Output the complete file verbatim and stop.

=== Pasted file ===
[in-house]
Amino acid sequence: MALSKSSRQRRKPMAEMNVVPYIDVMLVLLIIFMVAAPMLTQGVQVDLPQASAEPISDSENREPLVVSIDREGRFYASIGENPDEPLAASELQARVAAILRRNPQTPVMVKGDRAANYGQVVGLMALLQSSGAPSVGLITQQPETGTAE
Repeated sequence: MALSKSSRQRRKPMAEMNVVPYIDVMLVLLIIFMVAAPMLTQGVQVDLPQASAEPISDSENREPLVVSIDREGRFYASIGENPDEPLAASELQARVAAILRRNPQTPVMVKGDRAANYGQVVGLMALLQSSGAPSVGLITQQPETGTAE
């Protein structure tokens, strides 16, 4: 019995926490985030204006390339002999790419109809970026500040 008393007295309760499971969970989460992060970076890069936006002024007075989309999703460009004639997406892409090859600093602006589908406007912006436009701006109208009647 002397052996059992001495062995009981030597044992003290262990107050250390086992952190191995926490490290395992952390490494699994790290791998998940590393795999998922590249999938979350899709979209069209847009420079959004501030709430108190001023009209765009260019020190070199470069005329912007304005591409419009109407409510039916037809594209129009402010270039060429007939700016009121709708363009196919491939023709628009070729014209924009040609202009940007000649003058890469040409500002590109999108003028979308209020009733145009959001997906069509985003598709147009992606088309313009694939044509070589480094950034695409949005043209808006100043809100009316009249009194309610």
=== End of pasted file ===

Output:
[in-house]
Amino acid sequence: MALSKSSRQRRKPMAEMNVVPYIDVMLVLLIIFMVAAPMLTQGVQVDLPQASAEPISDSENREPLVVSIDREGRFYASIGENPDEPLAASELQARVAAILRRNPQTPVMVKGDRAANYGQVVGLMALLQSSGAPSVGLITQQPETGTAE
Repeated sequence: MALSKSSRQRRKPMAEMNVVPYIDVMLVLLIIFMVAAPMLTQGVQVDLPQASAEPISDSENREPLVVSIDREGRFYASIGENPDEPLAASELQARVAAILRRNPQTPVMVKGDRAANYGQVVGLMALLQSSGAPSVGLITQQPETGTAE
């Protein structure tokens, strides 16, 4: 019995926490985030204006390339002999790419109809970026500040 008393007295309760499971969970989460992060970076890069936006002024007075989309999703460009004639997406892409090859600093602006589908406007912006436009701006109208009647 002397052996059992001495062995009981030597044992003290262990107050250390086992952190191995926490490290395992952390490494699994790290791998998940590393795999998922590249999938979350899709979209069209847009420079959004501030709430108190001023009209765009260019020190070199470069005329912007304005591409419009109407409510039916037809594209129009402010270039060429007939700016009121709708363009196919491939023709628009070729014209924009040609202009940007000649003058890469040409500002590109999108003028979308209020009733145009959001997906069509985003598709147009992606088309313009694939044509070589480094950034695409949005043209808006100043809100009316009249009194309610």